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Northwich Victoria Supporters' Trust plans to ask fans to back its proposal for a new club
FOOTBALL fans say they will launch a new club in the town if enough people promise to back their proposal.
Northwich Victoria Supporters’ Trust plans to talk for the first time tomorrow, Thursday, about its vision for a new version of Vics run, and owned, by followers of the club.
“It’s time for Northwich fans to take on full responsibility,” said trust chairman Paul Stockton.
“That’s why we’re proposing to create a new club owned not by one individual, but collectively and operated in a transparent and sustainable way.”
The trust will present its idea to supporters at an open meeting tomorrow, Thursday, at Lostock Social Club from 7.45pm.
Fans can then say what they think.
"what we are proposing may have a detrimental effect on the trust’s relationship with the club’s current owner. It may divide supporters too."Northwich Victoria Supporters' Trust chairman Paul Stockton.
Mr Stockton added: “We believe the outcome [of the meeting] will have a major influence on the continued existence and future direction of the club.”
Trust members will be asked to approve changes to the group’s rules to give it greater flexibility to offer a community share scheme to raise money.
Northern Premier League rivals FC United of Manchester have done something similar to collect cash to help pay for a new stadium.
“It’s possible to set up a club that can provide a positive image of the town with a stable financial base and support from local businesses,” added Mr Stockton.
“Of course we acknowledge that what we are proposing may have a detrimental effect on the trust’s relationship with the club’s current owner.
“It may divide supporters, but we’d like an indication of how as many Vics fans as possible feel.”
He said the trust board had made up its mind after Vics’ owner JimRushe told supporters at a meeting last month that he may not have enough money to keep running the club next season.
Mr Rushe’s refusal to accept offers of help from fans, or the trust, had swayed opinion too according to Mr Stockton.
He said: “We haven’t given up trying to establish a working relationship with him.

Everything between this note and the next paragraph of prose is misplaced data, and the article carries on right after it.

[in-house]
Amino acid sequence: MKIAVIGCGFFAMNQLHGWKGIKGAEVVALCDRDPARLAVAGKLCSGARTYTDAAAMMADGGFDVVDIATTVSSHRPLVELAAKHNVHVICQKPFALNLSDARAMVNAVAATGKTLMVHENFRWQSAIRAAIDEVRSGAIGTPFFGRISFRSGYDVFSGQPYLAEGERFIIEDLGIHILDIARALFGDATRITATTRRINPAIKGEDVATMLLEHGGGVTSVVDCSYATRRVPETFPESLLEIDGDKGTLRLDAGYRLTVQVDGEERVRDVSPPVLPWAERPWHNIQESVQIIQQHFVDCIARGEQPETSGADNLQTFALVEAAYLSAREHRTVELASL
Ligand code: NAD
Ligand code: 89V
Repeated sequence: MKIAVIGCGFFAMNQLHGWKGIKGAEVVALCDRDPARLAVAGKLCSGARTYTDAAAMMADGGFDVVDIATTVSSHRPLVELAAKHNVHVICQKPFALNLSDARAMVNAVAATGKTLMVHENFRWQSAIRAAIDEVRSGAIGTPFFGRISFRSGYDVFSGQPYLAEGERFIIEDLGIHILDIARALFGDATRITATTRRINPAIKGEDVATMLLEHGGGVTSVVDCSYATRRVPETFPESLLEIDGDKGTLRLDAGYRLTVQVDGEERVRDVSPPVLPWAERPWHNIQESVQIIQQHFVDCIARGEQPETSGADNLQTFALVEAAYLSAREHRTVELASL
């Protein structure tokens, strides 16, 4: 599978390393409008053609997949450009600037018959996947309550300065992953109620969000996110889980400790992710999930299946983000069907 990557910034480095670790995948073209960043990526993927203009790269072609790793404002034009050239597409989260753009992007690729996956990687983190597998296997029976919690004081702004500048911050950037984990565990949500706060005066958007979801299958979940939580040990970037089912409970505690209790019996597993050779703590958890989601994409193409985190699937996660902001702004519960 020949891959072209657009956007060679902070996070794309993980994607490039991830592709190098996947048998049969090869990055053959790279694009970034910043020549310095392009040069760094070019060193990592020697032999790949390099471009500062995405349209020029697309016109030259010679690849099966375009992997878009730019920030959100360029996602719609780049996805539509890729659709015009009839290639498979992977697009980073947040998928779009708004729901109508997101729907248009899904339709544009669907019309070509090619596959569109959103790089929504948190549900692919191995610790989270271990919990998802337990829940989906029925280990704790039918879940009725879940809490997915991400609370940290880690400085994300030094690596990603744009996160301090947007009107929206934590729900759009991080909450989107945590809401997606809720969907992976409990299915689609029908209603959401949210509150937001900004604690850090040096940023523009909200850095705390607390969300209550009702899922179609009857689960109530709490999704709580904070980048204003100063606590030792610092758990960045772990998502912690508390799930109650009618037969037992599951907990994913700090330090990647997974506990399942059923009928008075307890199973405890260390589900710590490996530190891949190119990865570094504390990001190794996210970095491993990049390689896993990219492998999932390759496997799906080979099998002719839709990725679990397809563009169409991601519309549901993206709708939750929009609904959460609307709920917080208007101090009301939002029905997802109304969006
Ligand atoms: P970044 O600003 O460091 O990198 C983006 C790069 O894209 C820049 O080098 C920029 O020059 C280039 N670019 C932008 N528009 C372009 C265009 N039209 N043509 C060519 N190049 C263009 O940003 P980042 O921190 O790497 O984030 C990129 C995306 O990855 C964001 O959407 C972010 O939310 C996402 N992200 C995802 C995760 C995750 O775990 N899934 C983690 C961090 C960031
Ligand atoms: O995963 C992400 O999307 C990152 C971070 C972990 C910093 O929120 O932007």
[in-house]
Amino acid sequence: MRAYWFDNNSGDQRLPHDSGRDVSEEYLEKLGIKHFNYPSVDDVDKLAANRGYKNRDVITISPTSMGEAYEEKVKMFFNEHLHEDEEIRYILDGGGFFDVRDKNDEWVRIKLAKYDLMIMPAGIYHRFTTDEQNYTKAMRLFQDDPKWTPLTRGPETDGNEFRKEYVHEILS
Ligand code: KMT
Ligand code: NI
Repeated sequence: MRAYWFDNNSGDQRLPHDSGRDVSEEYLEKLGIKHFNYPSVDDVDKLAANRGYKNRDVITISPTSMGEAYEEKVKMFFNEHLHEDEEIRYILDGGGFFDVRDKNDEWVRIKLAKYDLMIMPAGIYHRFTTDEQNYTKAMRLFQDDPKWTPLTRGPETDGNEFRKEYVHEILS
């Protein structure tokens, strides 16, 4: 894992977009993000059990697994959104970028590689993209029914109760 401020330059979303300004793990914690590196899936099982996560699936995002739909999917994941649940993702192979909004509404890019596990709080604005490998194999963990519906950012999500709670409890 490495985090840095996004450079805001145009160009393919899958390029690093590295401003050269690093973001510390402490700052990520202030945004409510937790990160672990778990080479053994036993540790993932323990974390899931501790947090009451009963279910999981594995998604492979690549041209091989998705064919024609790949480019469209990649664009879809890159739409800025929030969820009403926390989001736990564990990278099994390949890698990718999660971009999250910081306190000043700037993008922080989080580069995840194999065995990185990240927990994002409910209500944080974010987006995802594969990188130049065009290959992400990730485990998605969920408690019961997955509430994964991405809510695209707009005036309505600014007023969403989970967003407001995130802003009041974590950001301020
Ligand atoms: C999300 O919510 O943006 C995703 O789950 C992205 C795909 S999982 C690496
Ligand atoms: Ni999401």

“But, unlike before, we’ll no longer pursue it. If he comes to us, then we remain open to talks.”
The trust board has confirmed to the Guardian that it would consider buying the current club if it was put up for sale, although an offer would depend upon the state of its finances.
“We’d need to carry out due diligence then report the findings to our members before asking them what they would wish for us to do next,” said Mr Stockton.
Meanwhile Mr Rushe has reaffirmed his commitment to keeping alive the club, which remains homeless, in its current form.
He said: “Northwich Victoria is not dead, and I’m very much focused on keeping it that way. I expect the club to survive.
“This group of players is the best the club has had for a long time and I plan to keep it together for the rest of this season and into next.
“While I do that, work will continue to find a place for them to play that is as near to Northwich as possible.
“Longer term, I’d like to be in a position to build a new ground elsewhere.”
Vics have an agreement in principle to host opponents next season more than 30 miles away from their former home, the Victoria Stadium, at Skelmersdale.
The Division One North club’s ground was due to be inspected yesterday, Tuesday, by Northern Premier League officials to check it is up to standard to host Premier Division matches.
Mr Rushe said that, and not what the trust was up to, was uppermost in his mind.
He added: “The supporters’ trust is entitled to do what it wants.
“They’ve called a meeting this week to talk about forming their own club, rather than looking at ways this one can be saved.”
The trust says it will publish a business case to back up its initial ideas.
It plans to ask Thor Specialities (UK) Ltd, a chemicals manufacturer that bought land in January upon which the Victoria Stadium is built, to hand over the ground’s assets to fans.
Mr Stockton said: “We are actively seeking a positive answer [from Thor] because we see that as key to increasing our credibility with fans and other stakeholders.”
It is now more than a month since Thor managing director David Hewitt promised to find a solution for the benefit of the town.
“It is in everybody’s interest to work together,” he said after a summit with Cheshire West and Chester Council, Sport England and Cheshire FA.
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